2500. Incidence of herpes zoster in the pre and post vaccine era: do trends differ between blacks and whites?
Session: Poster Abstract Session: Virology Potpourri
Saturday, October 6, 2018
Room: S Poster Hall
  • HZtrends_race_IDWeek2018_poster_post.pdf (587.6 kB)
  • Background: Herpes zoster (HZ) incidence in blacks is 25%-65% lower than in whites in the U.S.. Since 2007 and the widespread introduction of Zostavax (ZVL), studies report plateauing or decreasing HZ incidence in the U.S. among persons ≥60 years. We examined HZ incidence and ZVL coverage trends by race among Medicare beneficiaries, in the pre and post-vaccine era.

    Methods: We used administrative health claims from a 5% sample of Medicare beneficiaries ≥65 years. We defined incident cases as HZ in the first diagnostic position, with no HZ code in the previous year, among beneficiaries enrolled in Part A and B, from 1992-2015. We calculated incidence of first HZ episode by dividing the number of cases by the total number of person-years (p-y). A case was a censoring event. We used Poisson regression to compare HZ incidence by race before and after 2007. We calculated vaccine coverage by dividing the total number of persons with ZVL in Medicare Part D by the number of eligible enrollees.

    Results: We identified 266,745 first HZ episodes. Prior to 2007, HZ incidence increased among both blacks and whites. Although incidence was double in whites vs. blacks (10.3 vs 5.0 cases/1000 p-y), the rate of increase was similar (p=0.75). From introduction of ZVL to 2015, HZ incidence decreased 1.8%/year in whites and did not change significantly in blacks (p<0.001) (Figure). By 2015, ZVL uptake in Medicare among blacks was less than half that among whites (7.3% vs.19.9%).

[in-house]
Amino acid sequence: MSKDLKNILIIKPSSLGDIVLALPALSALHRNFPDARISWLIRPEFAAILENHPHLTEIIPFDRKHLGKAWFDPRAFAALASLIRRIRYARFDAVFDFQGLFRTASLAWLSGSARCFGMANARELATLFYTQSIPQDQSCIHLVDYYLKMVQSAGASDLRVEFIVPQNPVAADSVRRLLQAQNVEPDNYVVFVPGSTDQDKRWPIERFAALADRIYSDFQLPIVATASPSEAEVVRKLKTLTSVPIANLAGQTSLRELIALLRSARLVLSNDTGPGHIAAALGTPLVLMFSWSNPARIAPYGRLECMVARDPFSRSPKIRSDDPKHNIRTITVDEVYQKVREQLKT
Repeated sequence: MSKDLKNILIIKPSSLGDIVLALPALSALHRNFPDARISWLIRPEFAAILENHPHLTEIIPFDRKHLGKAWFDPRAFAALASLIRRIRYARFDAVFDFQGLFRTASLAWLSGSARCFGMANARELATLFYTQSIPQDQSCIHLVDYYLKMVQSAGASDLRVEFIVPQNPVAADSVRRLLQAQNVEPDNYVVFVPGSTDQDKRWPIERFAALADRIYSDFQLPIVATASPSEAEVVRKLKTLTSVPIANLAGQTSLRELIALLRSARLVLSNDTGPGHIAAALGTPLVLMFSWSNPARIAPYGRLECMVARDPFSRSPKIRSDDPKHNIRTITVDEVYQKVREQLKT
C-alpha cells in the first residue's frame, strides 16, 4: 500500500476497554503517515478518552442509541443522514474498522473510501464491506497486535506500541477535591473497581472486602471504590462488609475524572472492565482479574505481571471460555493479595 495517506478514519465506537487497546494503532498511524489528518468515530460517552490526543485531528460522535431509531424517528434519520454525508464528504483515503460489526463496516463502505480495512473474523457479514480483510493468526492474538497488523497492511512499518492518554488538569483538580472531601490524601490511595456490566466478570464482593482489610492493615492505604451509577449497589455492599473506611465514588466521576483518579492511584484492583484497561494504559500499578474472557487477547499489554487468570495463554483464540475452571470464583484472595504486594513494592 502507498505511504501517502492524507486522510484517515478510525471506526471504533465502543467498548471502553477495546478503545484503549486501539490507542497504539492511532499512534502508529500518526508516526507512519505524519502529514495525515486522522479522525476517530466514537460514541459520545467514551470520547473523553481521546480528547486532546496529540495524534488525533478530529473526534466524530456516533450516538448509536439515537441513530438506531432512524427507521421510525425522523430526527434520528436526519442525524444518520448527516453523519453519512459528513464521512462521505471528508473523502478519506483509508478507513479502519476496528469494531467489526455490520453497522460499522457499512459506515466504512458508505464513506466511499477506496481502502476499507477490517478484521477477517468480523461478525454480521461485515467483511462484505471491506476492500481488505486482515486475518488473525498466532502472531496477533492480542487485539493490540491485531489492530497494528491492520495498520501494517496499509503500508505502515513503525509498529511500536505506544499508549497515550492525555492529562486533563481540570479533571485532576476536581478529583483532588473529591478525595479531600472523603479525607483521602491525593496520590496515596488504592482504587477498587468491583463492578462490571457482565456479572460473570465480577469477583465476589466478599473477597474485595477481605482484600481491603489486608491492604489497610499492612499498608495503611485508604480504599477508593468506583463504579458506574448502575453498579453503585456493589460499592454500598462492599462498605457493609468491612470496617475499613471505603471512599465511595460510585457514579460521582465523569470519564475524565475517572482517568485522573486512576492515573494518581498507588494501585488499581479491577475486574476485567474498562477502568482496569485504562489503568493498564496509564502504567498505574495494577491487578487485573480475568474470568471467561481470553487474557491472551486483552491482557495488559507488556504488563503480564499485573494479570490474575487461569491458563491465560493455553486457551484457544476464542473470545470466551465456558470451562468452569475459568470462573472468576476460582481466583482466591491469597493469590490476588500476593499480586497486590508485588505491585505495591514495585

Conclusion: Incidence of HZ increased at a similar rate for black and white Medicare beneficiaries in the pre-vaccine era. In the post-vaccine era, incidence has decreased among whites and plateaued among blacks. Though the reasons for racial difference and temporal changes in HZ incidence remain unknown, ecologic association suggests higher vaccination rates may contribute to steeper HZ declines among whites in the post vaccine era.

    Kathleen Dooling, MD, MPH1, John Zhang, PhD2, Angela Guo, MPH3, Susannah McKay, PhD, MPH4 and Rafael Harpaz, MD1, (1)DVD, Centers for Disease Control and Prevention, Atlanta, GA, (2)Centers for Disease Control and Prevention, Atlanta, GA, (3)Division of Viral Diseases, National Center for Immunization and Respiratory Diseases, Centers for Disease Control and Prevention, Atlanta, GA, (4)Epidemic Intelligence Service, Centers for Disease Control and Prevention, Atlanta, GA


    K. Dooling, None

    J. Zhang, None

    A. Guo, None

    S. McKay, None

    R. Harpaz, None

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